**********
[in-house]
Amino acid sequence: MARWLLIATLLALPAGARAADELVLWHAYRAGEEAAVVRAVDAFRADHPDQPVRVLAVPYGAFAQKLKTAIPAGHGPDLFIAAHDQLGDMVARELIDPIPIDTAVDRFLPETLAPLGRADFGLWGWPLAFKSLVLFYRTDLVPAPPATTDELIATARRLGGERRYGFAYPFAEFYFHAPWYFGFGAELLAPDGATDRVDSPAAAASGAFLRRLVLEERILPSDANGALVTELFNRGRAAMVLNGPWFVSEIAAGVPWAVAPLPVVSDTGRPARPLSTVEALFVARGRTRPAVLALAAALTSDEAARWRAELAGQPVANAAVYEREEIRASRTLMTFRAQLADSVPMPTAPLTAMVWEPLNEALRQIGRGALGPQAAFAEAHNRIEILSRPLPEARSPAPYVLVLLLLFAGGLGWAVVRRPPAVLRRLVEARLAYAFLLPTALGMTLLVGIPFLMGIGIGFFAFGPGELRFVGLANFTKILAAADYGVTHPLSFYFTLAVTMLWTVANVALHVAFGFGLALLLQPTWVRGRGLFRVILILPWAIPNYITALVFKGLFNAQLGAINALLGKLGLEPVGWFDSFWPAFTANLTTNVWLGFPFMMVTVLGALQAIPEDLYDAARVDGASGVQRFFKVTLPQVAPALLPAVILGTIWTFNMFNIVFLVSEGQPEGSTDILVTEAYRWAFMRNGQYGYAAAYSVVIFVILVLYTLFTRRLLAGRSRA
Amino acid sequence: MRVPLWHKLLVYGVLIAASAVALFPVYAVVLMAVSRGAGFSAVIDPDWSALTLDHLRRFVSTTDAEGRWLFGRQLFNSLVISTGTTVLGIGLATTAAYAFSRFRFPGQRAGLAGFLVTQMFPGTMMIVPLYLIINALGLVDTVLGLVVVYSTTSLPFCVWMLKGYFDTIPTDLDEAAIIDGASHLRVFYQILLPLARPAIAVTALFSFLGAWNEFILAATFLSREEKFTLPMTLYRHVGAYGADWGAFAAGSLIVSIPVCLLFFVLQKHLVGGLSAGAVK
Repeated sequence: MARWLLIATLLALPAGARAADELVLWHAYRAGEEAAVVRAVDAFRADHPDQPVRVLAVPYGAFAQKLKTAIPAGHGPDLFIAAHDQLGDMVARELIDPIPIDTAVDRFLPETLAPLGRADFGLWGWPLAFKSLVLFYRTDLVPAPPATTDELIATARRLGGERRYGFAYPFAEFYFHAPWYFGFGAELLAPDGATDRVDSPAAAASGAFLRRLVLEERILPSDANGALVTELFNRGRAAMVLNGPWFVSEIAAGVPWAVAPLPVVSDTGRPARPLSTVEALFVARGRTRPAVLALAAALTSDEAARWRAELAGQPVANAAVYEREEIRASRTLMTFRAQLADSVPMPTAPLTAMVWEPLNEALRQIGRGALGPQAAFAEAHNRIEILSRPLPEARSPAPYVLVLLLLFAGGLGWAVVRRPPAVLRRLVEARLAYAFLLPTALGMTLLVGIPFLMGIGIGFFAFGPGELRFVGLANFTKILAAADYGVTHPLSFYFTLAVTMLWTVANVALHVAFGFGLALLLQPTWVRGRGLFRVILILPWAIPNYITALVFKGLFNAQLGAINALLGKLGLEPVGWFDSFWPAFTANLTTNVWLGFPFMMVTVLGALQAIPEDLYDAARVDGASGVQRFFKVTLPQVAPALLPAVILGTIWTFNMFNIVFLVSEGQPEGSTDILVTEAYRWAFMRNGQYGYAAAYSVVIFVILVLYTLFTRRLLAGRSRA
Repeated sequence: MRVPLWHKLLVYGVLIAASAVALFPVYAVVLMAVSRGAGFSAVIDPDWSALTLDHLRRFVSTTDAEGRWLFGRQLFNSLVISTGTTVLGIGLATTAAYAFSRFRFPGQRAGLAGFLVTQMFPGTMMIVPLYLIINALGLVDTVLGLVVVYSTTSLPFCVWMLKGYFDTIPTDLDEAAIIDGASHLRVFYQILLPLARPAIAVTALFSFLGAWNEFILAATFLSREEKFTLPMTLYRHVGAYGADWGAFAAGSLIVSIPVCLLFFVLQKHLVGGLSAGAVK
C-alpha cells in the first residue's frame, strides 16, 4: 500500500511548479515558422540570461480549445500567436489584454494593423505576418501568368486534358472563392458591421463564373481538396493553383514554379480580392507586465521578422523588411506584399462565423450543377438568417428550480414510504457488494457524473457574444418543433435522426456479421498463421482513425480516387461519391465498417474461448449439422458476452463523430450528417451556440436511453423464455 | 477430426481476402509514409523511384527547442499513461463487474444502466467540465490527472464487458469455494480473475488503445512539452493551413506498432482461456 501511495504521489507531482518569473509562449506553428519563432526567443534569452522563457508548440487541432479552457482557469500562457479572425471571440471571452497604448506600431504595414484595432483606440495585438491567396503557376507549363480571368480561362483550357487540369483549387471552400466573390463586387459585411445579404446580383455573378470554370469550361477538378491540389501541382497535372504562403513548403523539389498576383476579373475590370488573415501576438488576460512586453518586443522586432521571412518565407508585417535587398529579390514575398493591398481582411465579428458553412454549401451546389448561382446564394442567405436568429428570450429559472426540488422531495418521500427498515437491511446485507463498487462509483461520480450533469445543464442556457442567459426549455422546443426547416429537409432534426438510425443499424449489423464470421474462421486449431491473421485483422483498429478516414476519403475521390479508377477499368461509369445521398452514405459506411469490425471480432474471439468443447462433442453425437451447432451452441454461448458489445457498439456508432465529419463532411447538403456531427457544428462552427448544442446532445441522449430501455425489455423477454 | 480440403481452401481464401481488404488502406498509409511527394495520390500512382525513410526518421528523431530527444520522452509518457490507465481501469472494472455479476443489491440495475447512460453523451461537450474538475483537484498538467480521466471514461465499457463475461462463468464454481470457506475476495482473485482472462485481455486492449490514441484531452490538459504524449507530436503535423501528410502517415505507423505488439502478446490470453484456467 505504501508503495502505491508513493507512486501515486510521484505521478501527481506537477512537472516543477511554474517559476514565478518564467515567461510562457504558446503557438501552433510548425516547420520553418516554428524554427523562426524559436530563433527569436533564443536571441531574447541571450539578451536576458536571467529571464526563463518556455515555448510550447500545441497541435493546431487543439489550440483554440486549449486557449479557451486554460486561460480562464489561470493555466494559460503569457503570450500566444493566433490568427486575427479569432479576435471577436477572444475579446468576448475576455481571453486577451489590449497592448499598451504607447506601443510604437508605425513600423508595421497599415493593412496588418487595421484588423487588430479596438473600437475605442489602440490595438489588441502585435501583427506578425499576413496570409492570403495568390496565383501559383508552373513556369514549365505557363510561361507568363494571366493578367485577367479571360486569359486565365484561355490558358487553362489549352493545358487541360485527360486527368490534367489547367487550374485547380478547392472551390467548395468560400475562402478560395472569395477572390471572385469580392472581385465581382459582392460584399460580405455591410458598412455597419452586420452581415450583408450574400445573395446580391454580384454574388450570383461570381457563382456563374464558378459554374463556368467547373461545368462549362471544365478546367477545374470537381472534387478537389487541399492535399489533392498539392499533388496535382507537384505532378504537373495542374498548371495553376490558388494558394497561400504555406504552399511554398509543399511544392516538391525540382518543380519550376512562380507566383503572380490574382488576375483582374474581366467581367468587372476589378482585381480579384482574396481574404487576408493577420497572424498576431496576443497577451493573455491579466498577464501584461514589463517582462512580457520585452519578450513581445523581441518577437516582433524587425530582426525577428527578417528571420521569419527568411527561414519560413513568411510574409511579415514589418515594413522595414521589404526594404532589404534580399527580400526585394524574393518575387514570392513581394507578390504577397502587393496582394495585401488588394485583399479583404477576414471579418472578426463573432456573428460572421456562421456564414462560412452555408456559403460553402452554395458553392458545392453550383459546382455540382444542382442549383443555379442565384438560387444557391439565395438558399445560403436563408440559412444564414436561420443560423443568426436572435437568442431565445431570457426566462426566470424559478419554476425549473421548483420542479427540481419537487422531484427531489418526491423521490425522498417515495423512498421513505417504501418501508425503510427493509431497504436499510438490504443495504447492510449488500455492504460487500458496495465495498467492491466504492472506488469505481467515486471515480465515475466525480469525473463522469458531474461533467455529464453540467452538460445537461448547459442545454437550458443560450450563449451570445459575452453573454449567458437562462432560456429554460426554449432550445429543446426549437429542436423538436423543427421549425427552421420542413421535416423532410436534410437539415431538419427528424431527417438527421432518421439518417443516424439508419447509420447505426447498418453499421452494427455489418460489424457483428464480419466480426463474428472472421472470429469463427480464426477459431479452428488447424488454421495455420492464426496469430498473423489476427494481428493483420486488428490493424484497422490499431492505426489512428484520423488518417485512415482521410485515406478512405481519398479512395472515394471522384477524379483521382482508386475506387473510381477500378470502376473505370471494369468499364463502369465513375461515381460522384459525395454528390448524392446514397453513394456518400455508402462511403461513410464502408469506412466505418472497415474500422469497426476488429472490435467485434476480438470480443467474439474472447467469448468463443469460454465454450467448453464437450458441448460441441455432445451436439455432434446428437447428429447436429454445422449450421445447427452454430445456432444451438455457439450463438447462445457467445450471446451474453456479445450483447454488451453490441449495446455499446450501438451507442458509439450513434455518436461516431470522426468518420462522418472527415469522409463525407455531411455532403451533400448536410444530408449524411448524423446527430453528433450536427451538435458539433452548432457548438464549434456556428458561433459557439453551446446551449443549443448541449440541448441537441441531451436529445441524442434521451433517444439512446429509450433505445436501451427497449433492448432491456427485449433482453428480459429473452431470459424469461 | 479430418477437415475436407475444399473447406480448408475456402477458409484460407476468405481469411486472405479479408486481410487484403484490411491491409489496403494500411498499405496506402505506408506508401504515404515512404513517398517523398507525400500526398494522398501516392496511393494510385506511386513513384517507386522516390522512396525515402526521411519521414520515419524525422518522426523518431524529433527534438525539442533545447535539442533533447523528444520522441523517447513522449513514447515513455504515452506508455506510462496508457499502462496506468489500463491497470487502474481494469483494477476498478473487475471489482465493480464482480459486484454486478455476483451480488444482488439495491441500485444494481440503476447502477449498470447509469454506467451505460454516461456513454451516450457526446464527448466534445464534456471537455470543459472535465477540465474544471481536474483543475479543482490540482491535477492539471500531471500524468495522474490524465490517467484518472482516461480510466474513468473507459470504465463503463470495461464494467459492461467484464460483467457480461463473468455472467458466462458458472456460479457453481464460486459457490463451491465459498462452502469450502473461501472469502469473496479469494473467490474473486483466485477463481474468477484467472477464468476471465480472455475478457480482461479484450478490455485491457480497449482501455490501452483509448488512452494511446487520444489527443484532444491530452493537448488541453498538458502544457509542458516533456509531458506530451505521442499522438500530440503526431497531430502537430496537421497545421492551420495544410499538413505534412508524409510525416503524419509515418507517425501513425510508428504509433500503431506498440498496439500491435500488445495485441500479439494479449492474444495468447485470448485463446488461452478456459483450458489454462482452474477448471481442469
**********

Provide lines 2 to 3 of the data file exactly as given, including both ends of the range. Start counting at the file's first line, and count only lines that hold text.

Amino acid sequence: MARWLLIATLLALPAGARAADELVLWHAYRAGEEAAVVRAVDAFRADHPDQPVRVLAVPYGAFAQKLKTAIPAGHGPDLFIAAHDQLGDMVARELIDPIPIDTAVDRFLPETLAPLGRADFGLWGWPLAFKSLVLFYRTDLVPAPPATTDELIATARRLGGERRYGFAYPFAEFYFHAPWYFGFGAELLAPDGATDRVDSPAAAASGAFLRRLVLEERILPSDANGALVTELFNRGRAAMVLNGPWFVSEIAAGVPWAVAPLPVVSDTGRPARPLSTVEALFVARGRTRPAVLALAAALTSDEAARWRAELAGQPVANAAVYEREEIRASRTLMTFRAQLADSVPMPTAPLTAMVWEPLNEALRQIGRGALGPQAAFAEAHNRIEILSRPLPEARSPAPYVLVLLLLFAGGLGWAVVRRPPAVLRRLVEARLAYAFLLPTALGMTLLVGIPFLMGIGIGFFAFGPGELRFVGLANFTKILAAADYGVTHPLSFYFTLAVTMLWTVANVALHVAFGFGLALLLQPTWVRGRGLFRVILILPWAIPNYITALVFKGLFNAQLGAINALLGKLGLEPVGWFDSFWPAFTANLTTNVWLGFPFMMVTVLGALQAIPEDLYDAARVDGASGVQRFFKVTLPQVAPALLPAVILGTIWTFNMFNIVFLVSEGQPEGSTDILVTEAYRWAFMRNGQYGYAAAYSVVIFVILVLYTLFTRRLLAGRSRA
Amino acid sequence: MRVPLWHKLLVYGVLIAASAVALFPVYAVVLMAVSRGAGFSAVIDPDWSALTLDHLRRFVSTTDAEGRWLFGRQLFNSLVISTGTTVLGIGLATTAAYAFSRFRFPGQRAGLAGFLVTQMFPGTMMIVPLYLIINALGLVDTVLGLVVVYSTTSLPFCVWMLKGYFDTIPTDLDEAAIIDGASHLRVFYQILLPLARPAIAVTALFSFLGAWNEFILAATFLSREEKFTLPMTLYRHVGAYGADWGAFAAGSLIVSIPVCLLFFVLQKHLVGGLSAGAVK